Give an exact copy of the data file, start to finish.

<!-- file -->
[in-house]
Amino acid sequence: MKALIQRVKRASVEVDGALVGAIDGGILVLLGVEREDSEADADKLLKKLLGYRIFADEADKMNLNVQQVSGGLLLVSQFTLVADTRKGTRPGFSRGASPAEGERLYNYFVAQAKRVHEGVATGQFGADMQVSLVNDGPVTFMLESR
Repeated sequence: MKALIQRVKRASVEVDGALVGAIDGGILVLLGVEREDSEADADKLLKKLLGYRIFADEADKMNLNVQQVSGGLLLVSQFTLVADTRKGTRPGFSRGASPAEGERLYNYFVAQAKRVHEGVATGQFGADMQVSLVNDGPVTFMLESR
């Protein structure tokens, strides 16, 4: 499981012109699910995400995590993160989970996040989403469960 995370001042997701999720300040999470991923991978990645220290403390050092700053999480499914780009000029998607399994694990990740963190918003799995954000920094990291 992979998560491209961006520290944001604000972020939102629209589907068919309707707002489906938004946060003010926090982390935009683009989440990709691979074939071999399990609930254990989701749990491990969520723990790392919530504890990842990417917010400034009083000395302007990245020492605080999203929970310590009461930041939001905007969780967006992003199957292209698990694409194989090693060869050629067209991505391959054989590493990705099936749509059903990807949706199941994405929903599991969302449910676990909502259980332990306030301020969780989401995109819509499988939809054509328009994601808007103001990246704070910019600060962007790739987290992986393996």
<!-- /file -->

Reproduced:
[in-house]
Amino acid sequence: MKALIQRVKRASVEVDGALVGAIDGGILVLLGVEREDSEADADKLLKKLLGYRIFADEADKMNLNVQQVSGGLLLVSQFTLVADTRKGTRPGFSRGASPAEGERLYNYFVAQAKRVHEGVATGQFGADMQVSLVNDGPVTFMLESR
Repeated sequence: MKALIQRVKRASVEVDGALVGAIDGGILVLLGVEREDSEADADKLLKKLLGYRIFADEADKMNLNVQQVSGGLLLVSQFTLVADTRKGTRPGFSRGASPAEGERLYNYFVAQAKRVHEGVATGQFGADMQVSLVNDGPVTFMLESR
């Protein structure tokens, strides 16, 4: 499981012109699910995400995590993160989970996040989403469960 995370001042997701999720300040999470991923991978990645220290403390050092700053999480499914780009000029998607399994694990990740963190918003799995954000920094990291 992979998560491209961006520290944001604000972020939102629209589907068919309707707002489906938004946060003010926090982390935009683009989440990709691979074939071999399990609930254990989701749990491990969520723990790392919530504890990842990417917010400034009083000395302007990245020492605080999203929970310590009461930041939001905007969780967006992003199957292209698990694409194989090693060869050629067209991505391959054989590493990705099936749509059903990807949706199941994405929903599991969302449910676990909502259980332990306030301020969780989401995109819509499988939809054509328009994601808007103001990246704070910019600060962007790739987290992986393996």